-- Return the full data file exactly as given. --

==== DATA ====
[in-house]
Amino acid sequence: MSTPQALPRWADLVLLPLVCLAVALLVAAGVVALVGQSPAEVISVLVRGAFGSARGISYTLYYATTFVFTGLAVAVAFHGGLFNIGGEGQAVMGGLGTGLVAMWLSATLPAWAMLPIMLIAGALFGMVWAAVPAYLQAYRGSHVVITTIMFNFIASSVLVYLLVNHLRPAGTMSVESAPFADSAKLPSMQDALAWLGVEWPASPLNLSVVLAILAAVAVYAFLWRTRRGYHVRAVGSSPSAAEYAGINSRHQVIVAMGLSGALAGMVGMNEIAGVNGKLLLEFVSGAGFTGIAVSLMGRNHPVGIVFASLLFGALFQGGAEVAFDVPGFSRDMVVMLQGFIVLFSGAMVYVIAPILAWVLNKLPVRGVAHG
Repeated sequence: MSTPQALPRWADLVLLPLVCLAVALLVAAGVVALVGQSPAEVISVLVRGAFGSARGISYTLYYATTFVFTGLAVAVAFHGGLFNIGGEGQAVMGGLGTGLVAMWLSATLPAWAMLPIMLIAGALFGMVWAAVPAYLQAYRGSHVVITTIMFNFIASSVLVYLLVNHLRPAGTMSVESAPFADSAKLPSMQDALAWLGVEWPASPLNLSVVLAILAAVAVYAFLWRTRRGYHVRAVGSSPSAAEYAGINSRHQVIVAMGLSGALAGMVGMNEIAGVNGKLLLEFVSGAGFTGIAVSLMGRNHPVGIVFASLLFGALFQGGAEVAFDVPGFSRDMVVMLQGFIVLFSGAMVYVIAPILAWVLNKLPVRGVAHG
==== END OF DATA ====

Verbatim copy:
[in-house]
Amino acid sequence: MSTPQALPRWADLVLLPLVCLAVALLVAAGVVALVGQSPAEVISVLVRGAFGSARGISYTLYYATTFVFTGLAVAVAFHGGLFNIGGEGQAVMGGLGTGLVAMWLSATLPAWAMLPIMLIAGALFGMVWAAVPAYLQAYRGSHVVITTIMFNFIASSVLVYLLVNHLRPAGTMSVESAPFADSAKLPSMQDALAWLGVEWPASPLNLSVVLAILAAVAVYAFLWRTRRGYHVRAVGSSPSAAEYAGINSRHQVIVAMGLSGALAGMVGMNEIAGVNGKLLLEFVSGAGFTGIAVSLMGRNHPVGIVFASLLFGALFQGGAEVAFDVPGFSRDMVVMLQGFIVLFSGAMVYVIAPILAWVLNKLPVRGVAHG
Repeated sequence: MSTPQALPRWADLVLLPLVCLAVALLVAAGVVALVGQSPAEVISVLVRGAFGSARGISYTLYYATTFVFTGLAVAVAFHGGLFNIGGEGQAVMGGLGTGLVAMWLSATLPAWAMLPIMLIAGALFGMVWAAVPAYLQAYRGSHVVITTIMFNFIASSVLVYLLVNHLRPAGTMSVESAPFADSAKLPSMQDALAWLGVEWPASPLNLSVVLAILAAVAVYAFLWRTRRGYHVRAVGSSPSAAEYAGINSRHQVIVAMGLSGALAGMVGMNEIAGVNGKLLLEFVSGAGFTGIAVSLMGRNHPVGIVFASLLFGALFQGGAEVAFDVPGFSRDMVVMLQGFIVLFSGAMVYVIAPILAWVLNKLPVRGVAHG